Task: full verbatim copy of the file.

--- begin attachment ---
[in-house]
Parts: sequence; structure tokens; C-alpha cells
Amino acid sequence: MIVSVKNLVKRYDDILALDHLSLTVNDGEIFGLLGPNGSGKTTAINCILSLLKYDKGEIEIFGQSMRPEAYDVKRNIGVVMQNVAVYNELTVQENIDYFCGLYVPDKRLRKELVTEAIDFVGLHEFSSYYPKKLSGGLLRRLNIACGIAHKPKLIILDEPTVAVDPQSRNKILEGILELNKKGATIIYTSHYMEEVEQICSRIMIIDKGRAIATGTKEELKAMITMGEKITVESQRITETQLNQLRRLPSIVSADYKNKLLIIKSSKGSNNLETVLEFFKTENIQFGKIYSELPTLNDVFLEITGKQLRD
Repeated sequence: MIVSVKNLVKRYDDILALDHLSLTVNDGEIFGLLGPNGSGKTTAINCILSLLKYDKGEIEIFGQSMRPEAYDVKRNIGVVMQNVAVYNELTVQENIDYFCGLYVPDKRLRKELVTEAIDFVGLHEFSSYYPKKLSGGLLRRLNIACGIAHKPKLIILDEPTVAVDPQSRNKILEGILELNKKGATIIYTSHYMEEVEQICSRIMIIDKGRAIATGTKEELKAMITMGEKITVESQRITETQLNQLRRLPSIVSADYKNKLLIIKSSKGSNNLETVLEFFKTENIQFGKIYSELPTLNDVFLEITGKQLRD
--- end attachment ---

[in-house]
Parts: sequence; structure tokens; C-alpha cells
Amino acid sequence: MIVSVKNLVKRYDDILALDHLSLTVNDGEIFGLLGPNGSGKTTAINCILSLLKYDKGEIEIFGQSMRPEAYDVKRNIGVVMQNVAVYNELTVQENIDYFCGLYVPDKRLRKELVTEAIDFVGLHEFSSYYPKKLSGGLLRRLNIACGIAHKPKLIILDEPTVAVDPQSRNKILEGILELNKKGATIIYTSHYMEEVEQICSRIMIIDKGRAIATGTKEELKAMITMGEKITVESQRITETQLNQLRRLPSIVSADYKNKLLIIKSSKGSNNLETVLEFFKTENIQFGKIYSELPTLNDVFLEITGKQLRD
Repeated sequence: MIVSVKNLVKRYDDILALDHLSLTVNDGEIFGLLGPNGSGKTTAINCILSLLKYDKGEIEIFGQSMRPEAYDVKRNIGVVMQNVAVYNELTVQENIDYFCGLYVPDKRLRKELVTEAIDFVGLHEFSSYYPKKLSGGLLRRLNIACGIAHKPKLIILDEPTVAVDPQSRNKILEGILELNKKGATIIYTSHYMEEVEQICSRIMIIDKGRAIATGTKEELKAMITMGEKITVESQRITETQLNQLRRLPSIVSADYKNKLLIIKSSKGSNNLETVLEFFKTENIQFGKIYSELPTLNDVFLEITGKQLRD